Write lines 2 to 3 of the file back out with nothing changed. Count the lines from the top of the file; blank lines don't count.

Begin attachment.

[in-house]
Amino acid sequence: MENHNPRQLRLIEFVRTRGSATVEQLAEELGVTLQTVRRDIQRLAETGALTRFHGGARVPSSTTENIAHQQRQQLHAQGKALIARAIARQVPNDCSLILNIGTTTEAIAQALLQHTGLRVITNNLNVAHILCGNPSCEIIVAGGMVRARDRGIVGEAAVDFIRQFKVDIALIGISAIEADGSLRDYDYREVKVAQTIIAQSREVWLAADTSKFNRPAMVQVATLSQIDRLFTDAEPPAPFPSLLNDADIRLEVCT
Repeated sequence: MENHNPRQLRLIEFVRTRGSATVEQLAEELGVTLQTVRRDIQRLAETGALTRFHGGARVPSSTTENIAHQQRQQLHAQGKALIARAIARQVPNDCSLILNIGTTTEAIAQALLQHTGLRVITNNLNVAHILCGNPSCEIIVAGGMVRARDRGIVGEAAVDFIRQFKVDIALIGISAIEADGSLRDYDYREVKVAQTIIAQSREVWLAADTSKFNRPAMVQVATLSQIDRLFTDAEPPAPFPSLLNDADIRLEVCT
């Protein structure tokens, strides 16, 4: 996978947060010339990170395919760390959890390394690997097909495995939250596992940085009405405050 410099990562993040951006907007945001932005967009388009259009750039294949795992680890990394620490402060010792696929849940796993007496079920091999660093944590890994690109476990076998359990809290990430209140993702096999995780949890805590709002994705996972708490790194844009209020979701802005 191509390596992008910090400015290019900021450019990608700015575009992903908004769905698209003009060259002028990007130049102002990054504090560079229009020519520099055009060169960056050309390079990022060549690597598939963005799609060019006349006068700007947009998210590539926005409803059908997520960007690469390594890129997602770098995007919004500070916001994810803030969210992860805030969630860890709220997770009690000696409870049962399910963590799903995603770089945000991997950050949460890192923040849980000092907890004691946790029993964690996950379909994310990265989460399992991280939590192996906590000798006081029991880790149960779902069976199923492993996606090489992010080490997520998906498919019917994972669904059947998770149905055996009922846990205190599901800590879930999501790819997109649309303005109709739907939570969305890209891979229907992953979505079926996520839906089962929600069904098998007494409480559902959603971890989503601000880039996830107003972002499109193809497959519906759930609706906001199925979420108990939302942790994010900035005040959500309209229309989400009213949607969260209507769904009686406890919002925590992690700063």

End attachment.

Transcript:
Amino acid sequence: MENHNPRQLRLIEFVRTRGSATVEQLAEELGVTLQTVRRDIQRLAETGALTRFHGGARVPSSTTENIAHQQRQQLHAQGKALIARAIARQVPNDCSLILNIGTTTEAIAQALLQHTGLRVITNNLNVAHILCGNPSCEIIVAGGMVRARDRGIVGEAAVDFIRQFKVDIALIGISAIEADGSLRDYDYREVKVAQTIIAQSREVWLAADTSKFNRPAMVQVATLSQIDRLFTDAEPPAPFPSLLNDADIRLEVCT
Repeated sequence: MENHNPRQLRLIEFVRTRGSATVEQLAEELGVTLQTVRRDIQRLAETGALTRFHGGARVPSSTTENIAHQQRQQLHAQGKALIARAIARQVPNDCSLILNIGTTTEAIAQALLQHTGLRVITNNLNVAHILCGNPSCEIIVAGGMVRARDRGIVGEAAVDFIRQFKVDIALIGISAIEADGSLRDYDYREVKVAQTIIAQSREVWLAADTSKFNRPAMVQVATLSQIDRLFTDAEPPAPFPSLLNDADIRLEVCT